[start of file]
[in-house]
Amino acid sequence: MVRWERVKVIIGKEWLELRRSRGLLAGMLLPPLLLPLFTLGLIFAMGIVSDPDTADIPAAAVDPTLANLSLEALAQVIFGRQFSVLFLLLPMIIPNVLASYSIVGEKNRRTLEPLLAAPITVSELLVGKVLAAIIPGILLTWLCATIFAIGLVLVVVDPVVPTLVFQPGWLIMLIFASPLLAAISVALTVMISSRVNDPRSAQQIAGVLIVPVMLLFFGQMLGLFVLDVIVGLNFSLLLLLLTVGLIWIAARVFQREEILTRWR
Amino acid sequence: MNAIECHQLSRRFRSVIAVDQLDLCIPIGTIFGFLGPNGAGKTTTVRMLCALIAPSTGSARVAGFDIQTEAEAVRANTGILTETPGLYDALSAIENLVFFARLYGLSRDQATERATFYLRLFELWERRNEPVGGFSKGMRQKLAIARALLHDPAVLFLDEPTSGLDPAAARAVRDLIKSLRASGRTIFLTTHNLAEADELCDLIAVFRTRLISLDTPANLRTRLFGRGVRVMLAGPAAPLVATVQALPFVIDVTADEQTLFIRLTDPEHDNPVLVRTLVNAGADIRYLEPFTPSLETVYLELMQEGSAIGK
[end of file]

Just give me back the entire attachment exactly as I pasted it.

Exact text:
[in-house]
Amino acid sequence: MVRWERVKVIIGKEWLELRRSRGLLAGMLLPPLLLPLFTLGLIFAMGIVSDPDTADIPAAAVDPTLANLSLEALAQVIFGRQFSVLFLLLPMIIPNVLASYSIVGEKNRRTLEPLLAAPITVSELLVGKVLAAIIPGILLTWLCATIFAIGLVLVVVDPVVPTLVFQPGWLIMLIFASPLLAAISVALTVMISSRVNDPRSAQQIAGVLIVPVMLLFFGQMLGLFVLDVIVGLNFSLLLLLLTVGLIWIAARVFQREEILTRWR
Amino acid sequence: MNAIECHQLSRRFRSVIAVDQLDLCIPIGTIFGFLGPNGAGKTTTVRMLCALIAPSTGSARVAGFDIQTEAEAVRANTGILTETPGLYDALSAIENLVFFARLYGLSRDQATERATFYLRLFELWERRNEPVGGFSKGMRQKLAIARALLHDPAVLFLDEPTSGLDPAAARAVRDLIKSLRASGRTIFLTTHNLAEADELCDLIAVFRTRLISLDTPANLRTRLFGRGVRVMLAGPAAPLVATVQALPFVIDVTADEQTLFIRLTDPEHDNPVLVRTLVNAGADIRYLEPFTPSLETVYLELMQEGSAIGK